Money Saving Strategies for a Post-Pandemic World

June 8, 2020 / Living & Working During Difficult Times

Life After Lockdown: Getting Your Finances In Order

The COVID-19 crisis has strained the financial system to its limits, plunging the world into a recession so deep it has not been seen since the Great Depression. With record-high unemployment and small business bankruptcies on the rise, plenty of people are taking a hard look at their own finances and wondering what happens next.

As the world begins to open up and formerly homebound people cautiously leave their houses, a new normal is already developing. And with a few strategic changes, that new normal could be better and more financially stable than the one the virus left behind. Here are some money-saving tips you can use to survive life after lockdown.

Rethinking The Two Car Family

In the wake of the coronavirus pandemic and the resulting lockdown, millions of cubicle dwellers become at-home workers overnight. And now that the world is opening up, many businesses are rethinking their strategies and preparing for a post-pandemic world in which telecommuting is the norm and not the exception.

From major banks like Barclay’s to insurance companies like Nationwide to tech leaders like Facebook and Twitter, businesses everywhere are exploring a permanent at-home workforce. Some have already announced plans to let employees work from home on a permanent basis, while others are experimenting with hybrid models that combine in-office work with flexible telecommuting rules.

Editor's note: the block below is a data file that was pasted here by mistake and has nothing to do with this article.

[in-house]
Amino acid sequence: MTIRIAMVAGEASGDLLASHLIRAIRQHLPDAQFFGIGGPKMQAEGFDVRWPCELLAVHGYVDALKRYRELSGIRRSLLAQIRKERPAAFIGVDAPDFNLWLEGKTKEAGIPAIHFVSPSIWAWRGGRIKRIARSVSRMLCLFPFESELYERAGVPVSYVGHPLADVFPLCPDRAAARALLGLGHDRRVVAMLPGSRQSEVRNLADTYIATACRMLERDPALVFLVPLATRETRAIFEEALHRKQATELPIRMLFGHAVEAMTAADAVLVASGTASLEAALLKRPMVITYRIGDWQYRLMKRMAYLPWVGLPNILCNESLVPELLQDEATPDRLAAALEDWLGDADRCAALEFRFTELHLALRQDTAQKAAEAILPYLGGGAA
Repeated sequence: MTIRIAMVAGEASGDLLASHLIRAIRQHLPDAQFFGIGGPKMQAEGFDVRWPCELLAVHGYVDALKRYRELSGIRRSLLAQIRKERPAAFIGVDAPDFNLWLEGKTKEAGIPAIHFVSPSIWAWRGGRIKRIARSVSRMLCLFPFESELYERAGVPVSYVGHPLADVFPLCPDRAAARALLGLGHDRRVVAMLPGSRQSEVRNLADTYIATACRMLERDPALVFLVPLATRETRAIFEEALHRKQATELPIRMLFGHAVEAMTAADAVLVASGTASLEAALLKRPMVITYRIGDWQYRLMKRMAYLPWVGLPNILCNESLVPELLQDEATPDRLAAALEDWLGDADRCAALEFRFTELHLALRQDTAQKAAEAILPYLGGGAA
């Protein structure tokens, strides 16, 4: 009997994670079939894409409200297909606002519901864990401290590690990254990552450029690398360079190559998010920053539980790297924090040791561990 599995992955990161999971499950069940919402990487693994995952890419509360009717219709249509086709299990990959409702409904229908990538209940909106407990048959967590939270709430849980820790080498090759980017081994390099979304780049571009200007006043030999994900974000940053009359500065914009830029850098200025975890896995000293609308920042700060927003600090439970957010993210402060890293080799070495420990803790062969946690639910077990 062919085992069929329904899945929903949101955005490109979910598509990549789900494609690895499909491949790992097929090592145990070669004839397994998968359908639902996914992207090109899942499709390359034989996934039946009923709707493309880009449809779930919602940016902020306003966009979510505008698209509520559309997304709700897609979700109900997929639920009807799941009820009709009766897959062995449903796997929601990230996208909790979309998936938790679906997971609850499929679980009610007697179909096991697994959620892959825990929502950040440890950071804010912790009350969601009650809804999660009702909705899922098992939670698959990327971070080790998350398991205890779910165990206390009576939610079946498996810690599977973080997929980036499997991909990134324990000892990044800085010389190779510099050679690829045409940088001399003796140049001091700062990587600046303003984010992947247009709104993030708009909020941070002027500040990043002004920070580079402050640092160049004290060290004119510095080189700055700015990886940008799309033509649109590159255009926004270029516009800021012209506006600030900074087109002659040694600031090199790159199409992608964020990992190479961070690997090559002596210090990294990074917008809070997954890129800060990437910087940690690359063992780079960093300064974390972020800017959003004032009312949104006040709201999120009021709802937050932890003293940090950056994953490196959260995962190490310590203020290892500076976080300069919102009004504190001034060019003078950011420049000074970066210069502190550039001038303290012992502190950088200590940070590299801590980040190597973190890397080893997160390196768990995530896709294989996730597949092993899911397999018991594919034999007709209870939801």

Given the changing labor landscape, there is a good chance you or your spouse will be able to work from home on a permanent or semi-permanent basis. What that means to your finances is that ditching that second car payment is now a real possibility. It may be time to rethink the old two car family model, and that could mean enormous cost savings for households from coast to coast.

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Money Saving Strategy

Use Your Online Shopping Prowess

Chances are you have been doing a lot of online shopping over the past couple of months. With nonessential businesses shuttered and the remaining big box stores mobbed with shoppers, online outlets became an essential part of our health and safety.

Now that you know how to shop safely online, why not take what you have learned and apply it to a post-COVID world? Even as stores open up and restrictions are relaxed, shopping online can be a smart and frugal thing to do.

There are plenty of ways to save money while shopping online, from establishing ongoing subscriptions at places like Amazon and Target to trading in your credit card rewards for discounts and gift cards.

Another online shopping lesson from the pandemic is the value of stocking up, another money-saving strategy that can persist long after a vaccine is found. From scooping up deals on toilet paper to stocking the pantry with cut-rate cereal, there are plenty of ways to save real money when shopping online.

Reset Your Insurance Rate